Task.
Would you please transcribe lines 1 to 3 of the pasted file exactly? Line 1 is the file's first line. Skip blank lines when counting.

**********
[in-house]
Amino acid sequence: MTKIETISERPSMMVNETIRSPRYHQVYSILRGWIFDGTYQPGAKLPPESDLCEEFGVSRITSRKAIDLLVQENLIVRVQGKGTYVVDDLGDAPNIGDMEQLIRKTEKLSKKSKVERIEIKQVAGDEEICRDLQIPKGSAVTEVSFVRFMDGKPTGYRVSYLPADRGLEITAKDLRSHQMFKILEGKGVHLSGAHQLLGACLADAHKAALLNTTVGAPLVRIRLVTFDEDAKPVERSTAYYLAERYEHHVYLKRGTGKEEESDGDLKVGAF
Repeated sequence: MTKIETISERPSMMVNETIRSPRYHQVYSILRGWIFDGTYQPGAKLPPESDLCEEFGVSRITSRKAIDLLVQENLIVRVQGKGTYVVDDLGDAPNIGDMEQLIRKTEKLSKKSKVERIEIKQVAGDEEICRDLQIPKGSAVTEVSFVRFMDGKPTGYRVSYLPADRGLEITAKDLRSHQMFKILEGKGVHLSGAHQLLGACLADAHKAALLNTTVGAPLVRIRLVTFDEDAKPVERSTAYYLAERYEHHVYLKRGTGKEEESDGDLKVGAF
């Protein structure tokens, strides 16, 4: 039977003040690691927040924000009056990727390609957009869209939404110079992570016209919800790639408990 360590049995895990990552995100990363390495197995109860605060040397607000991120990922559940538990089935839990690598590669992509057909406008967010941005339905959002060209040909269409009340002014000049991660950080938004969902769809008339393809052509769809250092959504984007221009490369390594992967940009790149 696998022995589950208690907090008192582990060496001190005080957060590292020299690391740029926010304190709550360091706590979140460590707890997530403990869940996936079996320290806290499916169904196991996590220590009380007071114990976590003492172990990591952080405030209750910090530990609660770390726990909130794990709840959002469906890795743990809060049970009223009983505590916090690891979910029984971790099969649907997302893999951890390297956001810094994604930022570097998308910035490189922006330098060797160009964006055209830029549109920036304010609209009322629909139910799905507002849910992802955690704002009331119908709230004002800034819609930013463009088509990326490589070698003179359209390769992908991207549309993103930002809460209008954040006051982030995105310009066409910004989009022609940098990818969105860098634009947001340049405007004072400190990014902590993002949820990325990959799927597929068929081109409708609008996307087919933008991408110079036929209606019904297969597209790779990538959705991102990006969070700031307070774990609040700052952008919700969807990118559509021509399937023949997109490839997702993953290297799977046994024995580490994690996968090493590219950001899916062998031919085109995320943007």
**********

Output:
[in-house]
Amino acid sequence: MTKIETISERPSMMVNETIRSPRYHQVYSILRGWIFDGTYQPGAKLPPESDLCEEFGVSRITSRKAIDLLVQENLIVRVQGKGTYVVDDLGDAPNIGDMEQLIRKTEKLSKKSKVERIEIKQVAGDEEICRDLQIPKGSAVTEVSFVRFMDGKPTGYRVSYLPADRGLEITAKDLRSHQMFKILEGKGVHLSGAHQLLGACLADAHKAALLNTTVGAPLVRIRLVTFDEDAKPVERSTAYYLAERYEHHVYLKRGTGKEEESDGDLKVGAF
Repeated sequence: MTKIETISERPSMMVNETIRSPRYHQVYSILRGWIFDGTYQPGAKLPPESDLCEEFGVSRITSRKAIDLLVQENLIVRVQGKGTYVVDDLGDAPNIGDMEQLIRKTEKLSKKSKVERIEIKQVAGDEEICRDLQIPKGSAVTEVSFVRFMDGKPTGYRVSYLPADRGLEITAKDLRSHQMFKILEGKGVHLSGAHQLLGACLADAHKAALLNTTVGAPLVRIRLVTFDEDAKPVERSTAYYLAERYEHHVYLKRGTGKEEESDGDLKVGAF